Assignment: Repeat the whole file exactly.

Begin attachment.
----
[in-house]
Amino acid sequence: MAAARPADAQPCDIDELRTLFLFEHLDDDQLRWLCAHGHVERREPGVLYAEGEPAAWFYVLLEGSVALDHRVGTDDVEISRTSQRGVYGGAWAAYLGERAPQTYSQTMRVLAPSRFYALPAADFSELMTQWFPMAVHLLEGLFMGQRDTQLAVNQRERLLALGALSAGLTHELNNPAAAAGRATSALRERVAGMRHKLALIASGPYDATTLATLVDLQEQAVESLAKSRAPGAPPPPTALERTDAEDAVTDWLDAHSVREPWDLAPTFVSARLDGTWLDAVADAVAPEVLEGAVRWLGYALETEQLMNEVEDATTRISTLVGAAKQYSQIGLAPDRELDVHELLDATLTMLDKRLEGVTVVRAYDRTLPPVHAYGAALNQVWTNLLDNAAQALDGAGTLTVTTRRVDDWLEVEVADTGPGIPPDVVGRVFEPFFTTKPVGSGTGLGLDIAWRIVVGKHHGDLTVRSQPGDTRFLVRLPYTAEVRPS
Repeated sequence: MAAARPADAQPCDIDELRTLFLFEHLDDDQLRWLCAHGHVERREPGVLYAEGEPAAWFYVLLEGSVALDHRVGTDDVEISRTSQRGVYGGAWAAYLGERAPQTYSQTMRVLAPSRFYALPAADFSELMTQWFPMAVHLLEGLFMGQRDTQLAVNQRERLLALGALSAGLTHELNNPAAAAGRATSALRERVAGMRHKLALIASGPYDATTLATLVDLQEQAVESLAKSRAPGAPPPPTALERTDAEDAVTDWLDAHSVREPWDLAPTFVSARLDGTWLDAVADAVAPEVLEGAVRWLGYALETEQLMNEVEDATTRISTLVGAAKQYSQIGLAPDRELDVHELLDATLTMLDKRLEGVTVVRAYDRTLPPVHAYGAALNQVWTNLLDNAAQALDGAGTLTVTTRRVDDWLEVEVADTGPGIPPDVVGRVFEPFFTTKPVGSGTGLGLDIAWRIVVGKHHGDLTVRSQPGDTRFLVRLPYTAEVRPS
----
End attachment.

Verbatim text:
[in-house]
Amino acid sequence: MAAARPADAQPCDIDELRTLFLFEHLDDDQLRWLCAHGHVERREPGVLYAEGEPAAWFYVLLEGSVALDHRVGTDDVEISRTSQRGVYGGAWAAYLGERAPQTYSQTMRVLAPSRFYALPAADFSELMTQWFPMAVHLLEGLFMGQRDTQLAVNQRERLLALGALSAGLTHELNNPAAAAGRATSALRERVAGMRHKLALIASGPYDATTLATLVDLQEQAVESLAKSRAPGAPPPPTALERTDAEDAVTDWLDAHSVREPWDLAPTFVSARLDGTWLDAVADAVAPEVLEGAVRWLGYALETEQLMNEVEDATTRISTLVGAAKQYSQIGLAPDRELDVHELLDATLTMLDKRLEGVTVVRAYDRTLPPVHAYGAALNQVWTNLLDNAAQALDGAGTLTVTTRRVDDWLEVEVADTGPGIPPDVVGRVFEPFFTTKPVGSGTGLGLDIAWRIVVGKHHGDLTVRSQPGDTRFLVRLPYTAEVRPS
Repeated sequence: MAAARPADAQPCDIDELRTLFLFEHLDDDQLRWLCAHGHVERREPGVLYAEGEPAAWFYVLLEGSVALDHRVGTDDVEISRTSQRGVYGGAWAAYLGERAPQTYSQTMRVLAPSRFYALPAADFSELMTQWFPMAVHLLEGLFMGQRDTQLAVNQRERLLALGALSAGLTHELNNPAAAAGRATSALRERVAGMRHKLALIASGPYDATTLATLVDLQEQAVESLAKSRAPGAPPPPTALERTDAEDAVTDWLDAHSVREPWDLAPTFVSARLDGTWLDAVADAVAPEVLEGAVRWLGYALETEQLMNEVEDATTRISTLVGAAKQYSQIGLAPDRELDVHELLDATLTMLDKRLEGVTVVRAYDRTLPPVHAYGAALNQVWTNLLDNAAQALDGAGTLTVTTRRVDDWLEVEVADTGPGIPPDVVGRVFEPFFTTKPVGSGTGLGLDIAWRIVVGKHHGDLTVRSQPGDTRFLVRLPYTAEVRPS